Spend money in line with your values
Ending the cycle of money shame starts with aligning your spending with your values. This doesn’t have to be complex, and it’s a process that builds over time. But to start, you should consider what a few of your big “values” are. These could be fairly clear values, like “education” or “family,” or they could be somewhat more complex, like “growth” or “security.” What do you for your life, and what are the things you’re not willing to compromise on?
When you decide on your individual values, you can work toward viewing your spending as an extension of them. For example, you might sign up for a weekend course because you value education. You might invest in a nicer computer because you value your career. Not everyone will agree with how you spend your money, and that’s OK. As long as you spend money based on what’s important to you (not just what you want), you’ll feel more empowered by your decisions.
You’re not going to align every purchase with your values; it’s a process. But next time you buy something that other people might not think is “worth it,” make sure it’s in alignment with your values (and that you have the money for it). Then, you can buy it without feeling guilty.
Not sure what your values are? We provide a simple values exercise in our Resources section, so go check it out.
Another way to spend money without feeling shame? Set goals for big ticket items (or just items that make you feel good). This way, you have the money on hand, you’ve planned ahead, and you can buy that item or experience with confidence. Especially if you’ve struggled with debt or spending beyond your means in the past, this is a good way to rewrite history and give yourself a more positive experience with spending.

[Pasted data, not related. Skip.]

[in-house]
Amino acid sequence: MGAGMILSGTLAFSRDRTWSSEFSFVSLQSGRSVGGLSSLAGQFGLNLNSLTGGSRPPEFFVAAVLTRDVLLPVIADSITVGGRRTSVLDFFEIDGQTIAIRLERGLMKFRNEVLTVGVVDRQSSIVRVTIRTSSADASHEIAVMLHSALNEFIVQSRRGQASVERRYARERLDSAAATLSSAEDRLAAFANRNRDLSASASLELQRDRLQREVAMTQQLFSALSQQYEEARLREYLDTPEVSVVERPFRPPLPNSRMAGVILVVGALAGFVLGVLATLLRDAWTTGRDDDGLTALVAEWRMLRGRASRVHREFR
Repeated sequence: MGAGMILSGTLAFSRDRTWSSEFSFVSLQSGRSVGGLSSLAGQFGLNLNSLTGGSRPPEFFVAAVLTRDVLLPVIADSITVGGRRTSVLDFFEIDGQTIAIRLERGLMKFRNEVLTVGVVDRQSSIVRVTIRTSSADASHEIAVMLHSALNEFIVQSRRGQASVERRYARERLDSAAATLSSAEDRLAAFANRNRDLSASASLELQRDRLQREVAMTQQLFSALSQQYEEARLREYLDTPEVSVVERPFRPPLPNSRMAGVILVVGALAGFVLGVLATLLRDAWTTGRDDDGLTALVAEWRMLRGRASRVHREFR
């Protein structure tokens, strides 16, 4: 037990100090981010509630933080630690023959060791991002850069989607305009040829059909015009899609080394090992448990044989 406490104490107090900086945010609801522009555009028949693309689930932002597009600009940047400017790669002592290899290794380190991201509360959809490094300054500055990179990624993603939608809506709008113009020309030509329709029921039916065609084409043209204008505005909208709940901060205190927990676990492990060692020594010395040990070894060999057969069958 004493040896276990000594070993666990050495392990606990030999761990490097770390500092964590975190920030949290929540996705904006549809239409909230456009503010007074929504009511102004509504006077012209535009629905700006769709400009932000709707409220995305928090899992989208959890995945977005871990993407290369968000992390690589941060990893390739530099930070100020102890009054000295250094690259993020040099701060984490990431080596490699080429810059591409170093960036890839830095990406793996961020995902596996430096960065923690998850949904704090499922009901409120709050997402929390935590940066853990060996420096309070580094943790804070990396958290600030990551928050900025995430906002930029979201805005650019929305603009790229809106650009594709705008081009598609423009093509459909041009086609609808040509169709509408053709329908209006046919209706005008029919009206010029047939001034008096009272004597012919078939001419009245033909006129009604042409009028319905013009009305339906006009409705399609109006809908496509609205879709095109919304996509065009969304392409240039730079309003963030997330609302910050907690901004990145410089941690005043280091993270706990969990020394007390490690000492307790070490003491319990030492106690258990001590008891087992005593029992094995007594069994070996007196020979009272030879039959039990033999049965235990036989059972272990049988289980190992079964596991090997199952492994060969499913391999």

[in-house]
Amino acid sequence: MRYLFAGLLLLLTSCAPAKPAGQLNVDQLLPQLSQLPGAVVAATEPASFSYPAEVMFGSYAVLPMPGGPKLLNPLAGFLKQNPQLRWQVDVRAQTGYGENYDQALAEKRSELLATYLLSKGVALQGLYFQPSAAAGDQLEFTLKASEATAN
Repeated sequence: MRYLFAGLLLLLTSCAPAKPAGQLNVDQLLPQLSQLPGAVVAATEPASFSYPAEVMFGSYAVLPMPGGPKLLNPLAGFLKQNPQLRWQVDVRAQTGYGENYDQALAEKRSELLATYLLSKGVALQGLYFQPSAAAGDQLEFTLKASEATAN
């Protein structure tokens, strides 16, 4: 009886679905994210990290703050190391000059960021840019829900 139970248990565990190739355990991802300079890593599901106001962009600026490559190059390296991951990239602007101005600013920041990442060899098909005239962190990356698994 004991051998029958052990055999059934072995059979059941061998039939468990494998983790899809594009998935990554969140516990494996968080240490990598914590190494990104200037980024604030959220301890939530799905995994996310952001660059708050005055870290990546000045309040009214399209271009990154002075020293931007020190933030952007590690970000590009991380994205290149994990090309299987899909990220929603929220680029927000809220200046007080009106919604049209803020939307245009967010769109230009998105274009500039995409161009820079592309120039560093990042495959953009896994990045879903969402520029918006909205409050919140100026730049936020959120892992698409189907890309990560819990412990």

Understand wants vs. values
There’s a final note we’d like to leave you with, and that’s some insight on the difference between wants and values. Remember that “I want it” isn’t the same as “It’s important to me.” If you find yourself about to buy something that you’re not sure is in line with your values, take a beat. Ask yourself: “Do I just want it, or does it really reflect my values?” This can take time, especially when we’re so used to feel guilty about our spending.
If you’re not sure if it’s a want- or value-based purchase, you can give it a couple of days before you buy it. You can also ask yourself, “What will this allow me to do that’s in line with my values?” If you can’t come up with something, or you find yourself stretching to make the shoe fit, so to speak, maybe you can reconsider if you need to spend that money.
Check in with yourself regularly
Having a healthy relationship with money, where you can spend money without feeling guilty, is one of the best ways to live wealthy now. It’s important to budget, to save, and to plan, but it’s also important that you don’t beat yourself up for financial decisions — past, present, or future. That increases the odds you’ll make another decision that’s not in line with your values.
Instead, take time to figure out what your values are and check in with them regularly. This will help break down some of that shame around spending, and help you stabilize your personal finances. If you want help understanding your values and how they connect with your finances, our Everyday Money Workbook is a great tool. This 116-page workbook offers a fresh way to approach your finances as a couple, as well as monthly check-ins to see how you’re feeling about where your money is going.